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India’s immunisation programme needs to step up its game

Yuvraj Singh, Indian cricketer and member of the Gavi Advisory Council.

This blog was originally posted on the Hindustan Times.

In 1983, India created history by winning the cricket World Cup for the first time and cementing a place among the games’ greats.

The victory outlined a story of inspiration and is still remembered as one of the biggest coups in sporting history. Since then India has often taken a lead in surprising the world and itself in the process.

We achieved a similar feat in 2011, when we won the cricket World Cup for the second time. I was fortunate to be a part of the team and even so for getting the opportunity to perform for my country, despite that being the time when I was battling the biggest challenge of my life, cancer.

Last year India was declared polio-free. Till 2009, India had more polio cases than the rest of the world combined. By overcoming polio, India announced itself as a public health champion.

However, the battle is far from over. In 2013, India accounted for more than 20% of child deaths around the world. The biggest killers, pneumonia and diarrhoea, were jointly responsible for more than 300,000 deaths among the under-five population in the country.

This is an alarming plight that needs to be addressed immediately.


India has high numbers of un and under-immunised children. Source: Gavi. 

Nelson Mandela once said, “There can be no keener revelation of a society’s soul than the way in which it treats is children.” Nothing could be more true. More than 120 million children below the age of five in India will grow up to become the future leaders, doctors, architects, sportsmen and others who will lead change and innovation in society. Who knows we might have the next Sachin Tendulkar in that lot.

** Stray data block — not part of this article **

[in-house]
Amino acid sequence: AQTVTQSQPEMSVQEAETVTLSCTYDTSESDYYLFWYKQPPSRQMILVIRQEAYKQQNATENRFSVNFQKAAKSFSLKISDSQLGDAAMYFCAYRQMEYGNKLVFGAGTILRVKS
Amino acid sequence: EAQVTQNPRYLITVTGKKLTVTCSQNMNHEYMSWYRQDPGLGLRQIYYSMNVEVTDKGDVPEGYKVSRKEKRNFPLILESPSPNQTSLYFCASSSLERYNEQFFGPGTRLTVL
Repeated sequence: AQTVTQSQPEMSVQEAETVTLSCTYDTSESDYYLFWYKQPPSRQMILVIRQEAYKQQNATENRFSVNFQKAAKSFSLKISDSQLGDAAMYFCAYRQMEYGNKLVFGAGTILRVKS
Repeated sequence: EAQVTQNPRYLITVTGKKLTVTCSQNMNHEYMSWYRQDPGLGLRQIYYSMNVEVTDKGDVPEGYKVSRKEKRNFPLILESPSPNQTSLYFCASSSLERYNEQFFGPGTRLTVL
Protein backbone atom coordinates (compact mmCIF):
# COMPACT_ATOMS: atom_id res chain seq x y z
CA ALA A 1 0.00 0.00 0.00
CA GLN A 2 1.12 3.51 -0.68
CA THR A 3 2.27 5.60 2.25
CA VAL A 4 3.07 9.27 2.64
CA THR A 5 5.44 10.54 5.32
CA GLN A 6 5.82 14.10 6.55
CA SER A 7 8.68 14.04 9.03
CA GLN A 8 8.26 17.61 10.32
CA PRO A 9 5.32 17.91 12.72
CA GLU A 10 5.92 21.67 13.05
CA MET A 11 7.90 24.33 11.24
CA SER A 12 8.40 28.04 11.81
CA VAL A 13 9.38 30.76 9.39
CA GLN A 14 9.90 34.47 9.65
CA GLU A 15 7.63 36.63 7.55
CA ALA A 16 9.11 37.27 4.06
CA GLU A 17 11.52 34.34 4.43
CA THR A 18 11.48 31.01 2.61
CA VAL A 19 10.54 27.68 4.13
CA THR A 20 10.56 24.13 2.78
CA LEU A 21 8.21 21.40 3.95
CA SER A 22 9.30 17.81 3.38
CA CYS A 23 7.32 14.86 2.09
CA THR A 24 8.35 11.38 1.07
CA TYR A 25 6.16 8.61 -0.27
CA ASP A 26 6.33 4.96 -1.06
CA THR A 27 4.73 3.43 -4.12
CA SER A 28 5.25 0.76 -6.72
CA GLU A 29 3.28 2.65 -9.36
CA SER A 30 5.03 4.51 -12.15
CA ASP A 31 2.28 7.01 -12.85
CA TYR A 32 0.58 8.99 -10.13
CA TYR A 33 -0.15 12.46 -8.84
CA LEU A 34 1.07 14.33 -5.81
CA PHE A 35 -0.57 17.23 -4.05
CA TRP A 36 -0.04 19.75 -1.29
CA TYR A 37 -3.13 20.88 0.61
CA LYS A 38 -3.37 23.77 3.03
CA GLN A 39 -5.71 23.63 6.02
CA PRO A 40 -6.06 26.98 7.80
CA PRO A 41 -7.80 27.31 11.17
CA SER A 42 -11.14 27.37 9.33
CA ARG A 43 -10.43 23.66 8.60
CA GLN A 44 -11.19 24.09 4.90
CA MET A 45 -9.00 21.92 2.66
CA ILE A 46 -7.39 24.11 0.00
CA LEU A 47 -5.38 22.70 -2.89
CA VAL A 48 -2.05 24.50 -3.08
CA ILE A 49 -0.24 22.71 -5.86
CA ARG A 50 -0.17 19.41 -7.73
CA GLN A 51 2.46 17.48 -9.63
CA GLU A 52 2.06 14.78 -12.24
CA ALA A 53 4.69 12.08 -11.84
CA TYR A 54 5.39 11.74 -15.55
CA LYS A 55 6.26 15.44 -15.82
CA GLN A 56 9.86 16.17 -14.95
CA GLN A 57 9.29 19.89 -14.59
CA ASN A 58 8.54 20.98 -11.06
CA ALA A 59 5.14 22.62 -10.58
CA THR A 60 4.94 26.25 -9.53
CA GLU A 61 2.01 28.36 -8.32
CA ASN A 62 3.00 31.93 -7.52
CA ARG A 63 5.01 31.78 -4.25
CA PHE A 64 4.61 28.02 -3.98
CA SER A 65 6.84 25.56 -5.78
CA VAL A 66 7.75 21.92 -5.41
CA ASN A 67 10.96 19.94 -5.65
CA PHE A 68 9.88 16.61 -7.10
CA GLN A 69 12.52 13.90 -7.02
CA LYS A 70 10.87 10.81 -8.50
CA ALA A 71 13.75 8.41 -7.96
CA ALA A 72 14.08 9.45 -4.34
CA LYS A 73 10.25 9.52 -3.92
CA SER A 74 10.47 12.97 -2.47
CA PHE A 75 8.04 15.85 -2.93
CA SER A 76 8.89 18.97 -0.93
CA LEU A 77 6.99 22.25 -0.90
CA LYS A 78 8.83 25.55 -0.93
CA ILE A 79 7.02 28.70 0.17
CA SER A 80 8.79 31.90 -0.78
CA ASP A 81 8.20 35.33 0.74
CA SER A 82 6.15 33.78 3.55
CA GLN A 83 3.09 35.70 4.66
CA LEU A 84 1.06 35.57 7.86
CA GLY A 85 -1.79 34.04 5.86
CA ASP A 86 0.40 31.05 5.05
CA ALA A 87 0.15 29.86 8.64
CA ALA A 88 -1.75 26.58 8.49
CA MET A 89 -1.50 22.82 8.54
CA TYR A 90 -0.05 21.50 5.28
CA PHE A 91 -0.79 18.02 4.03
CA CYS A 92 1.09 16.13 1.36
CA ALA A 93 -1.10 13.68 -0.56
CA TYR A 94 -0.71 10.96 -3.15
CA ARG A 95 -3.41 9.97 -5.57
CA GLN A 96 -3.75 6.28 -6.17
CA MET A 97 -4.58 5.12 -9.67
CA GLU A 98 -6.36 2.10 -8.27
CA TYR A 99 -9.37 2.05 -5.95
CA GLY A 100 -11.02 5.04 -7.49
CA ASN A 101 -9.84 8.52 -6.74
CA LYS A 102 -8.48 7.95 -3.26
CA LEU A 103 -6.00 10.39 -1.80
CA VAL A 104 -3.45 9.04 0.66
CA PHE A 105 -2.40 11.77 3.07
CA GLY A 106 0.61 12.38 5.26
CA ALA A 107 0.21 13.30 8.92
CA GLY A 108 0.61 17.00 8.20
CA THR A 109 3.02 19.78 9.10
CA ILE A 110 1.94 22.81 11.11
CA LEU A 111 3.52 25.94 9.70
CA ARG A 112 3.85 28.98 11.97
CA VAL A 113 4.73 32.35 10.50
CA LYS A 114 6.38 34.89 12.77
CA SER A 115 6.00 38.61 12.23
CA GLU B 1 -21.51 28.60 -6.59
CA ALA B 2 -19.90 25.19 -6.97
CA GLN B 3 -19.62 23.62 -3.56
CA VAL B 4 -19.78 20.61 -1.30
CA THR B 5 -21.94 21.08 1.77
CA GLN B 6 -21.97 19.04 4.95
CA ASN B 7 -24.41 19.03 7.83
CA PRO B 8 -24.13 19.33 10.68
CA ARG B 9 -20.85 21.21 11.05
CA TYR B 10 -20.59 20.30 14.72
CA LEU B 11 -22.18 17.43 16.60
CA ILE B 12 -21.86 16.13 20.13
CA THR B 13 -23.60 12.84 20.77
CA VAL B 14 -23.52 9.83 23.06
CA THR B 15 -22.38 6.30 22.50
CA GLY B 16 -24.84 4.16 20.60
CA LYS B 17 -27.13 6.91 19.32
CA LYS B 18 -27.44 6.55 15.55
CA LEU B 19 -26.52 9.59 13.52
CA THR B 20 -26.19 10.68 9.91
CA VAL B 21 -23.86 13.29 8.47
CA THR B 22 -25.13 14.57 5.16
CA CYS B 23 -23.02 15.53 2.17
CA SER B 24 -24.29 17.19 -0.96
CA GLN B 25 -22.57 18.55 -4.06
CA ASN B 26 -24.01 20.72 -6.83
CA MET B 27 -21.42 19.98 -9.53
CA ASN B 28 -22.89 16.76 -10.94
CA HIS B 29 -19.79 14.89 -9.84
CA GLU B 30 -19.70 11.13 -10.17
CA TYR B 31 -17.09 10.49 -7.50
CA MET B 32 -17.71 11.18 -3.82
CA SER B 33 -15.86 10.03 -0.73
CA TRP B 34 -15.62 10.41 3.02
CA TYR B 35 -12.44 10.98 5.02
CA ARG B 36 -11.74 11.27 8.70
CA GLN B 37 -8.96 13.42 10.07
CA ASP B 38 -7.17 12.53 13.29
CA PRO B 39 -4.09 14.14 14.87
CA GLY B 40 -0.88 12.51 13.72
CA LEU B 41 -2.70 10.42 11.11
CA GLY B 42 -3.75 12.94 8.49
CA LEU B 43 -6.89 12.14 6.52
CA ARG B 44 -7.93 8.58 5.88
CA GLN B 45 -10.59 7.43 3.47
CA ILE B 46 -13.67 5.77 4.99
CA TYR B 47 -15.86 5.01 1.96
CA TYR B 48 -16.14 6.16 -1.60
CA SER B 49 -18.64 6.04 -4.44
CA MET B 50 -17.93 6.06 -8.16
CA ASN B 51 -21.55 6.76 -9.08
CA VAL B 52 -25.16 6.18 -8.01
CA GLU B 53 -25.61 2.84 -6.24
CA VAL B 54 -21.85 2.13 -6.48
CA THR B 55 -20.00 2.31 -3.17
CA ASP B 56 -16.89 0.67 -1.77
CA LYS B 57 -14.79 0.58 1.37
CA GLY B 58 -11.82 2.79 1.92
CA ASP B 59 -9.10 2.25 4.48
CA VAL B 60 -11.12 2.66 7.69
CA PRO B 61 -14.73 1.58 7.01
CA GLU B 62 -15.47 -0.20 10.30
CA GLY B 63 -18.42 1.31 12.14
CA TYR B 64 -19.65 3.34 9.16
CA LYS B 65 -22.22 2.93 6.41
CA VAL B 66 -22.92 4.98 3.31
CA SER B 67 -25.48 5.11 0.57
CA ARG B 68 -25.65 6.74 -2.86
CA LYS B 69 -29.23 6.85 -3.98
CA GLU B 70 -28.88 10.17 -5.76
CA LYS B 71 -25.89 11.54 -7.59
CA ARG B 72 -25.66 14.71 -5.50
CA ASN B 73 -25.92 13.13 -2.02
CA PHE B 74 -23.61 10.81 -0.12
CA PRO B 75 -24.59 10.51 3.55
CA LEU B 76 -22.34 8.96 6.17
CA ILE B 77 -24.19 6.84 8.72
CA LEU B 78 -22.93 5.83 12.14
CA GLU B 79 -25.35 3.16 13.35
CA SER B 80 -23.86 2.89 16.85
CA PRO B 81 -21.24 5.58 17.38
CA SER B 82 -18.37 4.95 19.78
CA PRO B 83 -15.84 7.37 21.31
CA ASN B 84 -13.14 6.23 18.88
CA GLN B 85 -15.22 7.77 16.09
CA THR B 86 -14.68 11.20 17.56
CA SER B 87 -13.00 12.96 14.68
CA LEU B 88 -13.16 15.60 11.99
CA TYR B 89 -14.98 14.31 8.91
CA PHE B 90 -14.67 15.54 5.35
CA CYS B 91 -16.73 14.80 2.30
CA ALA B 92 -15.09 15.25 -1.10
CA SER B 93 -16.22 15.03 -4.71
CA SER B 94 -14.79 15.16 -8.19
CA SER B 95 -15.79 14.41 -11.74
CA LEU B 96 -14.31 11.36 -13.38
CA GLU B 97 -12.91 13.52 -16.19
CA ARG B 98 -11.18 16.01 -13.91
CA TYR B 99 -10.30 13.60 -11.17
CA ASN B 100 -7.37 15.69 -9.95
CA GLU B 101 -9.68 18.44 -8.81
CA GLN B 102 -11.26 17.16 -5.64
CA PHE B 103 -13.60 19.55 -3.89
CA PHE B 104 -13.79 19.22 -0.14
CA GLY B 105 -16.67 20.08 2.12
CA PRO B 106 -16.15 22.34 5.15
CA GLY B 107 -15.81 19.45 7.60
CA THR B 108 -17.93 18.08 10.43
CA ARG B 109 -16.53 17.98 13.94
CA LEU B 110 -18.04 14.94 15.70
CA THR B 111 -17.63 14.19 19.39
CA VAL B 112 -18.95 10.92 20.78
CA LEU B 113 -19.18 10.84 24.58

Even as these diseases continue to kill our children, we must not forget that we have the tools to intervene and prevent them from taking children hostages and eventually their lives. Immunisation is one of the interventions that have successfully reduced the incidence of these diseases and played a crucial role in improving child health and survival, helping protect millions of children.

Recently the government launched the ‘Mission Indradhanush’ campaign, aimed to improve and intensify the immunisation coverage in the country by focusing on children who are partially or not immunised.

In recent years, we have successfully tackled some unique challenges and made tremendous progress in reducing the burden of childhood diseases. Like the previous World Cup victories and the undefeated run in the ongoing edition, we once again have a chance to surprise ourselves and the world by chasing and exceeding this target.

We can definitely succeed, but we will clearly need to step up our game at all levels and make sure we are leveraging the new tools effectively. Let’s face it, immunisation saves lives.

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